MarketWatch’s Poletti: Apple may see lull after earnings bounce

“Investors cheered Apple Inc.’s strong earnings for the second fiscal quarter, but with the stock now seeming to trade heavily on iPhone expectations, future catalysts don’t appear to be around the corner,” Therese Poletti opines for MarketWatch.

“Qualcomm Inc., told investors last week that it expects to see a shortage of chips made using a new 28-nanometer manufacturing process for the rest of the year. That news sparked jitters that this could impact the potential launch of Apple’s iPhone 5, widely expected by later this year,” Poletti writes. “Apple CEO Tim Cook told investors on the earnings call that current Apple products do not use 28nm chips. But dodged the key question of whether the next iPhone will use them — and whether the launch of that device may be delayed by the shortage.”

Poletti writes, “Investors should enjoy the hoopla over Apple while they can.”

Read more in the full article here.

MacDailyNews Take: Sow those seeds, Therese, you beautiful, auburn-tressed, very impatient witch!

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26 Comments

    1. “Qualcomm Inc., told investors last week that it expects to see a shortage of chips made using a new 28-nanometer manufacturing process for the rest of the year.”

      That’s: Shortages for the rest of you.
      The reason: Apple already purchased most of the production.
      So, the rest of the companies have to fight over the scraps.

  1. Fudfest starts immediately… Brought to you by the same assholes that cooked the derivatives that brought down the house.

    Wake up fools it’s Apple’s time and there’s no stopping us now.

  2. If there is a shortage of Qualcomm chips made using a new 28-nanometer manufacturing process, it is because Apple already locked in the majority of Qualcomm production for the year. $110B sure does provide a lot of flexibility and power…

    1. EXACTLY!

      That is the primary purpose of having that kind of cash clout. Apple can pay a bit more — up front, with cash — to get priority on the production lines.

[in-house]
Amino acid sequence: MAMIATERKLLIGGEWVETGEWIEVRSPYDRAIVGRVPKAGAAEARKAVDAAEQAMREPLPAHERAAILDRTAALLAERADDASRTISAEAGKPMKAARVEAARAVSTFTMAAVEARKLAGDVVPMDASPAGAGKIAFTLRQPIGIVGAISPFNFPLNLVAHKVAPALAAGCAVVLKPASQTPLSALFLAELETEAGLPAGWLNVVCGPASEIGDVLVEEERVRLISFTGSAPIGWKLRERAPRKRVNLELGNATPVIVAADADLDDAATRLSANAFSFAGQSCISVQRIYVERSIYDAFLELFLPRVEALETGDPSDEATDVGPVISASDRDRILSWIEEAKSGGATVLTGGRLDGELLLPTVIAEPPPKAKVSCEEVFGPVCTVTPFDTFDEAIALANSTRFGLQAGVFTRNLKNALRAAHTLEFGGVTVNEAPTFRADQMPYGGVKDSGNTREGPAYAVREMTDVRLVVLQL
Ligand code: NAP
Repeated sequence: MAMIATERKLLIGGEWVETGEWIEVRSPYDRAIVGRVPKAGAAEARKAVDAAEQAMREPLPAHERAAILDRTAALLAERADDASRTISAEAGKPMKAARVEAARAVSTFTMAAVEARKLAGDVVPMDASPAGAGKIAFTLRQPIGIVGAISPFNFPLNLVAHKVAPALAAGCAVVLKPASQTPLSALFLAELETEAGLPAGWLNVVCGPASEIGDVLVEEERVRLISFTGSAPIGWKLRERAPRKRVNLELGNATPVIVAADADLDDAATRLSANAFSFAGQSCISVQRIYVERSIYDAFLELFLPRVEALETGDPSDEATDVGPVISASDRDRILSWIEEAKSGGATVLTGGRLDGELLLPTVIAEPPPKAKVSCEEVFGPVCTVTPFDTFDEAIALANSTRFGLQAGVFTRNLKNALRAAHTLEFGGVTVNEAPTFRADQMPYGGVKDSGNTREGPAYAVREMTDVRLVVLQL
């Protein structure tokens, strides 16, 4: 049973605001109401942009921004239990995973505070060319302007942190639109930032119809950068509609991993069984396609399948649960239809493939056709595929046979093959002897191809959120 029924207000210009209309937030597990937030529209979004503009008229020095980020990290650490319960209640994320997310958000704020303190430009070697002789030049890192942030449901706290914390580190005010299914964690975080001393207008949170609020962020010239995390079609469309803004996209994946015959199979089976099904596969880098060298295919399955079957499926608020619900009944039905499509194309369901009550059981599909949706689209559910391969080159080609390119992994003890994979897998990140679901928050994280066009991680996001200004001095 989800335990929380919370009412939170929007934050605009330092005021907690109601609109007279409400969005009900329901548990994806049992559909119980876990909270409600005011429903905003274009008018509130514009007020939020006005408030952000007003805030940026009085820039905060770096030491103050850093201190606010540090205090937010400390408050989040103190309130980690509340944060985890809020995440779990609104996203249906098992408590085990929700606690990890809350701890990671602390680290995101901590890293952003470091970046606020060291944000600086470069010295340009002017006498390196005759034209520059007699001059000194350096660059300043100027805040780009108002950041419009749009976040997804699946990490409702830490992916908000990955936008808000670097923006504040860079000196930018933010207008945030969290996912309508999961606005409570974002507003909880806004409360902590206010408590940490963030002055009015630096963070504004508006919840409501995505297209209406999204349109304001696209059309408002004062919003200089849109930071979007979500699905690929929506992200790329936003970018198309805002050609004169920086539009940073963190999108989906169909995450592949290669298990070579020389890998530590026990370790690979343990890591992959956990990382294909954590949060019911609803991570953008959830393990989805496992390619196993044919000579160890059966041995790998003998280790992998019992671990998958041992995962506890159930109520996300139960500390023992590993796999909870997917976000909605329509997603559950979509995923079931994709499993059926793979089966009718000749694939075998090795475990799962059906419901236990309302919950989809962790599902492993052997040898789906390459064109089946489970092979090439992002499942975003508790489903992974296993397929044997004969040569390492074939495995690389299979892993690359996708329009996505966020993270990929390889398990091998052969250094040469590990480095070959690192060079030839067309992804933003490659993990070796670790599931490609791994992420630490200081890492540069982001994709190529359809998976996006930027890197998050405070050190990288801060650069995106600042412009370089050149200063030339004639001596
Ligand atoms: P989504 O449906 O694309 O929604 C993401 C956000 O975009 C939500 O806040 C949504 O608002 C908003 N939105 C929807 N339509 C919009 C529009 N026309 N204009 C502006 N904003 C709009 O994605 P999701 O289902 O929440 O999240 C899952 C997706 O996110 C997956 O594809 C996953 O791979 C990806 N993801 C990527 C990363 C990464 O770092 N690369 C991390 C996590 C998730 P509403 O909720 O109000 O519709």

If anyone should be worried about production shortages at 28 nm it should be Apple’s competitors who can’t afford to pay a premium for priority.

  3. I am sure Poletti has a BS and we all know what that means… as time has progressed she has earned the much coveted journalistic letters of MS (more of the same) and has now graduated – magna cum loud – to the lowest of standards: PHD (piled higher and deeper).

    Please a silent salient moment while the gas builds again before she speaks out of her @$$…

    🙂

    Cheers.

  4. these “analyst” hacks will keep predicting a bad quarter for Apple until one actually occurs, some years from now. at which point they will boast “see we told you so!” as if being totally wrong for years up to then was just long term wisdom instead of repeated stupidity.

    of course this rate of growth – 50% a year – can’t go on indefinitely. duh. but there is a long way to go before Apple reaches global market saturation. China’s burgeoning new middle class alone will fuel Apple’s growth for several years.

    sure, the big test will come in two/three years when Apple’s future products necessarily go beyond whatever Jobs planned before his passing. then we’ll see the real outcome of Apple’s next generation of leadership. but right now, it’s really all about execution of Jobs’ road map.

  5. Earlier, before earnings, I read analysts pretty much guaranteeing Apple would miss and drop to 520. No sooner does the company demolish estimates, than analysts are rewriting their scenario to find another way to piss on Apple. They never stop.

    1. Riverguide’s comment to the article:

      “Ms. Poletti:

      You shouldn’t write poorly researched articles, make stupid, grand generalizations and smoke crack at the same time…”

      lolol! Both insulting AND correct.

  6. I find it concerning that if Apple don’t show ever increasing growth in their massive profits the analysts seem to think they’re doomed. They seem to have this weird baseline especially in relation to Apple. They could carry on at the same levels and still make more money than any other company, but they’d be deemed complete failures by the so called analysts

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